Archaeologists have uncovered the remains of an Iron Age settlement on the grounds of a proposed road and car park.
Remnants of timber roundhouses and historic smithing materials have been dug up on a site earmarked for a park and ride site.
Pottery from the early Bronze Age has also been recovered from the field where construction work to ease traffic congestion along the A96 Aberdeen to Inverness road is due to begin.
Excavators were tasked with carrying out investigatory works as part of a condition attached to planning permission for the site in Dyce.
The initial archaeological evaluation revealed a range of archaeological features which needed further examination.
Aberdeen City Council employed AECOM and Headland Archaeology to dig up a relatively undisturbed piece of ground in an area where prehistoric finds had been uncovered in the past.
Yesterday (TUE) archaeologist Eddie Bailey said it was “remarkable” to see how the land was continually used by historic settlements.
He said: “Domestic occupation in the area has been found in the form of the remains of timber constructed roundhouses, with hearths and remnants of compacted floor and activity surfaces, which so far seem to indicate prolonged occupation on the same site, with phases of rebuilding occurring.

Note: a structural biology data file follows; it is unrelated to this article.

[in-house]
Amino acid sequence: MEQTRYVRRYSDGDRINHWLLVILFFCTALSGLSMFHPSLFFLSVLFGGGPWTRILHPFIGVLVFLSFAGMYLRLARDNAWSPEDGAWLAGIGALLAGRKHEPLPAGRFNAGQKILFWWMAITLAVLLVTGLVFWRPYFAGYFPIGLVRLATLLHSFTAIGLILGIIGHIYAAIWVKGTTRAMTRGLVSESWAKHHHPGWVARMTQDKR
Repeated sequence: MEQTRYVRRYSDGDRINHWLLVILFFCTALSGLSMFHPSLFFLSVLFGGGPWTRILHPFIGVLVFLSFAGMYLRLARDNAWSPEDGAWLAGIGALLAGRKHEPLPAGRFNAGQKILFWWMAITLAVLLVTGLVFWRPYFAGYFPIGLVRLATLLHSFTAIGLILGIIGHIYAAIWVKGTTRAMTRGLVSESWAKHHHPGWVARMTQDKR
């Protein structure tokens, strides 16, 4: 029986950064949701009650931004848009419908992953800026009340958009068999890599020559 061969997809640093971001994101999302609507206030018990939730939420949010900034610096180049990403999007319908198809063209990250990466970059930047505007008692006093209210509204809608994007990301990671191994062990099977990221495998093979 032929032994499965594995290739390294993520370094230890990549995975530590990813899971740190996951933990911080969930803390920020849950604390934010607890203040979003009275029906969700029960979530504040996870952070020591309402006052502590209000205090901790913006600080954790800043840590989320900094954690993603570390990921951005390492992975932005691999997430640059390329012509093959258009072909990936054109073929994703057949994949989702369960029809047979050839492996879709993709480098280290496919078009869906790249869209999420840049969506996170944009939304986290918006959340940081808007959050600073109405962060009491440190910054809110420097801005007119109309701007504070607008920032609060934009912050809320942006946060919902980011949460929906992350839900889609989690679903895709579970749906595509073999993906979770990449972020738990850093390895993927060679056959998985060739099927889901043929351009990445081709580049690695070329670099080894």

“The site appears to have been significant over a 2,000 year period with Iron Age occupation and evidence of smithing and domestic life.
“Partial quern stones, used for grinding cereal crops, have been found along with metal working residues and puts containing probable fire rakings of meals and every day life.
“The Headland Archaeology team are genuinely excited by the opportunity to excavate the site, and while there is still much to do to fully understand the picture, once the excavation has been completed, the team have welcomed the opportunity to begin to tell a real story of early life in Aberdeen.”
The archaeology team has been working on land near Aberdeen International Airport on the outskirts of the city.
Evidence of industrial, agricultural and domestic activity dating from the early Bronze Age (2300BC) through to the 1800s was uncovered.
Medieval agricultural activity has also been discovered and later ridge and furrow field systems, with the remains of possible farm buildings evidenced on site.
Small pits and post-holes can be seen on the ground marking the foundation posts of the roundhouses.
The excavators will now analyse the finds with the help of experts and write a report on the dig.
The Scottish Archaeological Finds Allocation Panel, which will eventually hand the recovered objects over to a registered museum.
Aberdeen City Councillor Barney Crockett, convener of Enterprise, Strategic Planning and Infrastructure, said: “The discoveries made by the team of archaeologists during this dig are very exciting.
“I think the people of Aberdeen and much further afield will be absolutely fascinated by what has been discovered and keen to see some of the finds for themselves.”